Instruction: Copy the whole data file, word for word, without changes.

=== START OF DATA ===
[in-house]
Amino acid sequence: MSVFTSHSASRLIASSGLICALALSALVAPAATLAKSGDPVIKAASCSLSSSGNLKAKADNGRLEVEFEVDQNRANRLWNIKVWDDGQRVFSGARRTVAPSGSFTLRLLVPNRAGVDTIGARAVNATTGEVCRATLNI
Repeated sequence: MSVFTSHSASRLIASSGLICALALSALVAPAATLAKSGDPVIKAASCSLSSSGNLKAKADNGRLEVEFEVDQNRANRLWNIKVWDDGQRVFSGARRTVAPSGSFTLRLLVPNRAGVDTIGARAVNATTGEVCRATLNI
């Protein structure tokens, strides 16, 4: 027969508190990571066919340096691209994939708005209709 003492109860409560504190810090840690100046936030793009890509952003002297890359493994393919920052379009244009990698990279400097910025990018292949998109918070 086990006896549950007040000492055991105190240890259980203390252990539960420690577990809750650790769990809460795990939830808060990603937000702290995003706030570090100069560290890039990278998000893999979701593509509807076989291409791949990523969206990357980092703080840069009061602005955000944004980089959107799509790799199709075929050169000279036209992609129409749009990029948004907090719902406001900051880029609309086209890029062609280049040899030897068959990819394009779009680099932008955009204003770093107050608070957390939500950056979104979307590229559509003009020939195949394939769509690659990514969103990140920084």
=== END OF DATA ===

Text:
[in-house]
Amino acid sequence: MSVFTSHSASRLIASSGLICALALSALVAPAATLAKSGDPVIKAASCSLSSSGNLKAKADNGRLEVEFEVDQNRANRLWNIKVWDDGQRVFSGARRTVAPSGSFTLRLLVPNRAGVDTIGARAVNATTGEVCRATLNI
Repeated sequence: MSVFTSHSASRLIASSGLICALALSALVAPAATLAKSGDPVIKAASCSLSSSGNLKAKADNGRLEVEFEVDQNRANRLWNIKVWDDGQRVFSGARRTVAPSGSFTLRLLVPNRAGVDTIGARAVNATTGEVCRATLNI
């Protein structure tokens, strides 16, 4: 027969508190990571066919340096691209994939708005209709 003492109860409560504190810090840690100046936030793009890509952003002297890359493994393919920052379009244009990698990279400097910025990018292949998109918070 086990006896549950007040000492055991105190240890259980203390252990539960420690577990809750650790769990809460795990939830808060990603937000702290995003706030570090100069560290890039990278998000893999979701593509509807076989291409791949990523969206990357980092703080840069009061602005955000944004980089959107799509790799199709075929050169000279036209992609129409749009990029948004907090719902406001900051880029609309086209890029062609280049040899030897068959990819394009779009680099932008955009204003770093107050608070957390939500950056979104979307590229559509003009020939195949394939769509690659990514969103990140920084």